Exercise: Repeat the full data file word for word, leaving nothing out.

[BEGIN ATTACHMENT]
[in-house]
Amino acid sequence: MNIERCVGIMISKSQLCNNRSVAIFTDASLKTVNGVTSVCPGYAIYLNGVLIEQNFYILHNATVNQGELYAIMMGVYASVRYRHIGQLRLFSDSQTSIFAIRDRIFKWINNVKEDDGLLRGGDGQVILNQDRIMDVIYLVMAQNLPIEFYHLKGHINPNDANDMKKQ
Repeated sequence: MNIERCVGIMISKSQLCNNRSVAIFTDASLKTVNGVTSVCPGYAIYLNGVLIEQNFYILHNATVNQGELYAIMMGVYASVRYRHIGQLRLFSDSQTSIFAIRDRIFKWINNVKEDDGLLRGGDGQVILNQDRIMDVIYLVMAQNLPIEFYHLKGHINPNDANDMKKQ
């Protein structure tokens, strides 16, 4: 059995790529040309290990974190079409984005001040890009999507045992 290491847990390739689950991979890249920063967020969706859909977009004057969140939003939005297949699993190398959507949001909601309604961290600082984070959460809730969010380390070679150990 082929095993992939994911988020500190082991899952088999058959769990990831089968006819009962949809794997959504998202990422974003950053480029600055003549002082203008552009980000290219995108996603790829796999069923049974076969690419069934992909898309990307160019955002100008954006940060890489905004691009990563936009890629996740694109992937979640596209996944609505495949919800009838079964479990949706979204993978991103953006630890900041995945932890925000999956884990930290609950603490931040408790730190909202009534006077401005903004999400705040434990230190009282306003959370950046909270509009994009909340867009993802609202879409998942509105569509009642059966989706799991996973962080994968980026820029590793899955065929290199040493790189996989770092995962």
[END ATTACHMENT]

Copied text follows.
[in-house]
Amino acid sequence: MNIERCVGIMISKSQLCNNRSVAIFTDASLKTVNGVTSVCPGYAIYLNGVLIEQNFYILHNATVNQGELYAIMMGVYASVRYRHIGQLRLFSDSQTSIFAIRDRIFKWINNVKEDDGLLRGGDGQVILNQDRIMDVIYLVMAQNLPIEFYHLKGHINPNDANDMKKQ
Repeated sequence: MNIERCVGIMISKSQLCNNRSVAIFTDASLKTVNGVTSVCPGYAIYLNGVLIEQNFYILHNATVNQGELYAIMMGVYASVRYRHIGQLRLFSDSQTSIFAIRDRIFKWINNVKEDDGLLRGGDGQVILNQDRIMDVIYLVMAQNLPIEFYHLKGHINPNDANDMKKQ
């Protein structure tokens, strides 16, 4: 059995790529040309290990974190079409984005001040890009999507045992 290491847990390739689950991979890249920063967020969706859909977009004057969140939003939005297949699993190398959507949001909601309604961290600082984070959460809730969010380390070679150990 082929095993992939994911988020500190082991899952088999058959769990990831089968006819009962949809794997959504998202990422974003950053480029600055003549002082203008552009980000290219995108996603790829796999069923049974076969690419069934992909898309990307160019955002100008954006940060890489905004691009990563936009890629996740694109992937979640596209996944609505495949919800009838079964479990949706979204993978991103953006630890900041995945932890925000999956884990930290609950603490931040408790730190909202009534006077401005903004999400705040434990230190009282306003959370950046909270509009994009909340867009993802609202879409998942509105569509009642059966989706799991996973962080994968980026820029590793899955065929290199040493790189996989770092995962």